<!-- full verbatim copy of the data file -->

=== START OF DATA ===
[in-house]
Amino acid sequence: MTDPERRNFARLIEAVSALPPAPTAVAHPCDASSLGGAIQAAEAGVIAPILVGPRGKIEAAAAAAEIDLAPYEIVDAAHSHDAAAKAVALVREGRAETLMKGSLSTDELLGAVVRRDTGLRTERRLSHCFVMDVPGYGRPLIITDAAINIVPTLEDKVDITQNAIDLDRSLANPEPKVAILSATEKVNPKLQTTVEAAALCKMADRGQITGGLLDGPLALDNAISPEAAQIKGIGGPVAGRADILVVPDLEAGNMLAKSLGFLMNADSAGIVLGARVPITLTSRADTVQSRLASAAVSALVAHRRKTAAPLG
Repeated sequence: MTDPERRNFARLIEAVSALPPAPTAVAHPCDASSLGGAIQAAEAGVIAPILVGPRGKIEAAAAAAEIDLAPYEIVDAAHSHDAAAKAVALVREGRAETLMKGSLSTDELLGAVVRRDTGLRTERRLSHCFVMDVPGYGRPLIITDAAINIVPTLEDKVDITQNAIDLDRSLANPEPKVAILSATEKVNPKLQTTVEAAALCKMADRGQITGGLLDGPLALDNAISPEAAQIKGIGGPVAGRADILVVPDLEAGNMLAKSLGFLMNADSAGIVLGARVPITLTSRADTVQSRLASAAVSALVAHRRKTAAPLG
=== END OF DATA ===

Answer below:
[in-house]
Amino acid sequence: MTDPERRNFARLIEAVSALPPAPTAVAHPCDASSLGGAIQAAEAGVIAPILVGPRGKIEAAAAAAEIDLAPYEIVDAAHSHDAAAKAVALVREGRAETLMKGSLSTDELLGAVVRRDTGLRTERRLSHCFVMDVPGYGRPLIITDAAINIVPTLEDKVDITQNAIDLDRSLANPEPKVAILSATEKVNPKLQTTVEAAALCKMADRGQITGGLLDGPLALDNAISPEAAQIKGIGGPVAGRADILVVPDLEAGNMLAKSLGFLMNADSAGIVLGARVPITLTSRADTVQSRLASAAVSALVAHRRKTAAPLG
Repeated sequence: MTDPERRNFARLIEAVSALPPAPTAVAHPCDASSLGGAIQAAEAGVIAPILVGPRGKIEAAAAAAEIDLAPYEIVDAAHSHDAAAKAVALVREGRAETLMKGSLSTDELLGAVVRRDTGLRTERRLSHCFVMDVPGYGRPLIITDAAINIVPTLEDKVDITQNAIDLDRSLANPEPKVAILSATEKVNPKLQTTVEAAALCKMADRGQITGGLLDGPLALDNAISPEAAQIKGIGGPVAGRADILVVPDLEAGNMLAKSLGFLMNADSAGIVLGARVPITLTSRADTVQSRLASAAVSALVAHRRKTAAPLG